FDA Says Toss Estrella Family Cheeses

MONTESANO, Wash., Sept. 4 (UPI) — The U.S. Food and Drug Administration Saturday warned people Estrella Family Creamery cheeses may be tainted with illness-causing Listeria monocytogenes.

The federal agency recommends people dispose of any products they may have purchased from the Montesano, Wash., cheese maker. The FDA said Estrella cheeses are sold at specialty shops, farmers markets, the company’s farm store in Montesano and on the Internet. The company also sells to restaurants and takes part in cheese contests where its products are sold.


The FDA said in a release on its Web site its advisory affects all Estrella Family Creamery cheeses. The company makes at least 18 types of soft ripened, semi-soft, semi-hard and hard cheeses made from raw cow or goat milk and aged 60 days or longer. The cheeses are sold in wheels or cut to order for retail markets, and do not contain lot codes, the agency said.

The FDA recommends people discard the cheeses in the trash in a sealed container so children and animals cannot get to them.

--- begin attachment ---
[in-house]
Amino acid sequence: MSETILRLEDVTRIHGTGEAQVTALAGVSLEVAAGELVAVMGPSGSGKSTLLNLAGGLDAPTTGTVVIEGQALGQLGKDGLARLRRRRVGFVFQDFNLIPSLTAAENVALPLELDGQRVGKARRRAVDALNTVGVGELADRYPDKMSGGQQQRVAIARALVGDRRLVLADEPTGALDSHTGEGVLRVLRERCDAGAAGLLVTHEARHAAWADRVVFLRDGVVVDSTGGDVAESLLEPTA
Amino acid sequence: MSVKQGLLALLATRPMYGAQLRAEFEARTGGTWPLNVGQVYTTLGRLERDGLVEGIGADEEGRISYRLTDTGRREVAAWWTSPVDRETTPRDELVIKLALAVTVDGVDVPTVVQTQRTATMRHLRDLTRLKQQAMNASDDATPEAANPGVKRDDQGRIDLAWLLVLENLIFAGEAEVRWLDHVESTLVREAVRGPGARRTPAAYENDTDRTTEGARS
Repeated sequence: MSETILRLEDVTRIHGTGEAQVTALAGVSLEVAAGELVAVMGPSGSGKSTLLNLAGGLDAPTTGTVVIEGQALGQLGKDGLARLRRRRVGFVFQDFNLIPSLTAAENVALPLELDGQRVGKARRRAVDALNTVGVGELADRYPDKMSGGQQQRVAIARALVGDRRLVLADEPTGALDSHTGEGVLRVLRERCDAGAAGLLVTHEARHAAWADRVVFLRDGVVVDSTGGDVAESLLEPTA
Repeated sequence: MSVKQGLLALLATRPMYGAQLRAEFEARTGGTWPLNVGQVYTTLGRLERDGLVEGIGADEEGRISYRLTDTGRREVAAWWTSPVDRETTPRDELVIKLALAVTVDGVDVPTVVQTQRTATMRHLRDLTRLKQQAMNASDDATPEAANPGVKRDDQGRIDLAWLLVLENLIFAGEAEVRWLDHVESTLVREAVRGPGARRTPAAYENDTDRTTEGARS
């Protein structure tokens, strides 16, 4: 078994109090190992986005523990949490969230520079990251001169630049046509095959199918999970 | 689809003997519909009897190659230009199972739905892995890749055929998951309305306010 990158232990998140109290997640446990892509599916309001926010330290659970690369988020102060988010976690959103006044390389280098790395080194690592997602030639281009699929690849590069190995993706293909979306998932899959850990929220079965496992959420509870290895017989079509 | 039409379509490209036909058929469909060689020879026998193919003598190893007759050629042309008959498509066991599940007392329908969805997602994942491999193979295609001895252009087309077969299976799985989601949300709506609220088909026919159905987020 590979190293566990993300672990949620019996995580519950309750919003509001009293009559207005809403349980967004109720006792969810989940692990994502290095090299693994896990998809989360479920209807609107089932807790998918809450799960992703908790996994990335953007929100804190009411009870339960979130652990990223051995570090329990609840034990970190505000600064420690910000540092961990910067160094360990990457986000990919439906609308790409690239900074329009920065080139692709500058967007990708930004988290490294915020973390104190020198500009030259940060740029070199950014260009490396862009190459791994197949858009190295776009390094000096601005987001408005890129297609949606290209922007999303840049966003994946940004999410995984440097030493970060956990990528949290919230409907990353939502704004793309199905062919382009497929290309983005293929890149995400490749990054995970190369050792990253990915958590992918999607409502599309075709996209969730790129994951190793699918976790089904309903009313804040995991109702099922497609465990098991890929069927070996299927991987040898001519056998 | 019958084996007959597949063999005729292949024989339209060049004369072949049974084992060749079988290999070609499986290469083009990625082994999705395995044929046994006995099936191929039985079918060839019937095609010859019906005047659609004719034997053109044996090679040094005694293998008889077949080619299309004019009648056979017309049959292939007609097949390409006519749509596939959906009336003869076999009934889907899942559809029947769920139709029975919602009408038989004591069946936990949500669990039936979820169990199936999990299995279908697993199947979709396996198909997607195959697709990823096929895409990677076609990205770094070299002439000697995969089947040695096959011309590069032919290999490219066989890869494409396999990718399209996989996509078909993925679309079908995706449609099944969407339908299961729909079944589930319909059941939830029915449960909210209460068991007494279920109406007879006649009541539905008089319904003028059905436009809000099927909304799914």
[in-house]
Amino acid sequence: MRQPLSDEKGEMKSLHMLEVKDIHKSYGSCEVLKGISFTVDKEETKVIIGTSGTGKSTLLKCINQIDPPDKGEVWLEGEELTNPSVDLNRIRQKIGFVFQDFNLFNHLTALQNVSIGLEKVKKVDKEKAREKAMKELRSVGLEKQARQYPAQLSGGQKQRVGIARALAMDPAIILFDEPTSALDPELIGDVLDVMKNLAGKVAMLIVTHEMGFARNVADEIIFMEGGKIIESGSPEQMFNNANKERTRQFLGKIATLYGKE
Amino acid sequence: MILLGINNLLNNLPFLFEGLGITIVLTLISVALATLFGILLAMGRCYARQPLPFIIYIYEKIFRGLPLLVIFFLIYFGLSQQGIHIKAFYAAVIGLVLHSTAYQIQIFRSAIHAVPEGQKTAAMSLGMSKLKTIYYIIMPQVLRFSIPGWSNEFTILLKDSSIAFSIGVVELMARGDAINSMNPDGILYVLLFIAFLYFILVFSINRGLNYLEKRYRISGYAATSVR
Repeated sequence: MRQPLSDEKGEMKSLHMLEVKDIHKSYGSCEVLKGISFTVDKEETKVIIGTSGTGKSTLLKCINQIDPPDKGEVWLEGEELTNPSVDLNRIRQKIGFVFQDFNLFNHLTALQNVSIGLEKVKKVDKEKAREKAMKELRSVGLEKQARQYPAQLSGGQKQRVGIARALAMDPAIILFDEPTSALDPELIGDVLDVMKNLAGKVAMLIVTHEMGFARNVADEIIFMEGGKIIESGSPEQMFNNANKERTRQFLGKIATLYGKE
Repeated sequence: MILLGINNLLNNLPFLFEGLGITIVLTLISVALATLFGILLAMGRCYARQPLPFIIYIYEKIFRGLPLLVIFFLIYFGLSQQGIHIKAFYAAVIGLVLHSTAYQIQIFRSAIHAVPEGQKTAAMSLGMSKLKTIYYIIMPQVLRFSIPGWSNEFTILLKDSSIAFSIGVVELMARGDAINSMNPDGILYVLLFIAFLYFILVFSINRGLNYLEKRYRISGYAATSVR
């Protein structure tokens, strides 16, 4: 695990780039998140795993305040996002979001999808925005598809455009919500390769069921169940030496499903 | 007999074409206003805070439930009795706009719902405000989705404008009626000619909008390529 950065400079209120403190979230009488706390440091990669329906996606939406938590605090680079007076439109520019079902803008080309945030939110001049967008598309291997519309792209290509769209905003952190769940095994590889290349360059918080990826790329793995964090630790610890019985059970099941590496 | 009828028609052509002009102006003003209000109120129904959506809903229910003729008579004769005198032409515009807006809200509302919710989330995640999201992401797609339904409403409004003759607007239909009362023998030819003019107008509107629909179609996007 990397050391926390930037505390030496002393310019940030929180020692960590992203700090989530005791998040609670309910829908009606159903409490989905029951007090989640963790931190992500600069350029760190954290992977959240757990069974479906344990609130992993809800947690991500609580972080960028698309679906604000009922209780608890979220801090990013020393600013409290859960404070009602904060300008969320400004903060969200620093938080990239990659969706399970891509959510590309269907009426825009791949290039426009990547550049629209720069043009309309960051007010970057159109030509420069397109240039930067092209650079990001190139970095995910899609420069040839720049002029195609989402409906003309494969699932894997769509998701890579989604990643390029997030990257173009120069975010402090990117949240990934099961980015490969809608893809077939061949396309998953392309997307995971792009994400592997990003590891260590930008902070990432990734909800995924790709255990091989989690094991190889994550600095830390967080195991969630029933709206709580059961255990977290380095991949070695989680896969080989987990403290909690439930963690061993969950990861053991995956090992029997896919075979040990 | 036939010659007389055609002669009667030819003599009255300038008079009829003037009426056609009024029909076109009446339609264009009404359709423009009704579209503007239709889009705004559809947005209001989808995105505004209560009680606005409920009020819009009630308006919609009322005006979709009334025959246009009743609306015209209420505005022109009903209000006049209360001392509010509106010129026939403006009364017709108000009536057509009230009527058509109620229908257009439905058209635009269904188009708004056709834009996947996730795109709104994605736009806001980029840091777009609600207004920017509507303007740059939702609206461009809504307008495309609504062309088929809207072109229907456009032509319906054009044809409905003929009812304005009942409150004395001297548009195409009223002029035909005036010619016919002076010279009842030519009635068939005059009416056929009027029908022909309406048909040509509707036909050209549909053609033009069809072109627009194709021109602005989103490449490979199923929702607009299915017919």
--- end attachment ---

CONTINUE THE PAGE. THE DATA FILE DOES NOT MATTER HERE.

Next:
The FDA did not say how many pounds of cheese may be affected by its advisory. It said a complete product list was unavailable but some varieties include: Black Creek Buttery, Dominoes, Guapier, Grisdale Goat, Subblime, Partly Sunny, Wynoochee River Blue, Caldwell Crik Chevrette, Old Apple Tree Tomme, Valentina, Vineyard Tomme, Brewleggio, Red Darla, Reposee, Bea Truffled, Jalapeno Buttery and Weebles.

The FDA said environmental samples and one product sample collected during an inspection of the company’s facility in August tested positive for L. mono.

L. mono can cause serious and sometimes fatal infections in young children, frail or elderly people and others with weakened immune systems, the FDA said. Listeria infections are known to cause miscarriages an stillbirths in pregnant women. Healthy people may suffer high fever, severe headaches, stiffness, nausea, abdominal pain and diarrhea.

The company previously recalled cheeses due to L. mono contamination in February and March but resumed marketing in May.

The FDA said would consider taking further action if warranted by its investigation.

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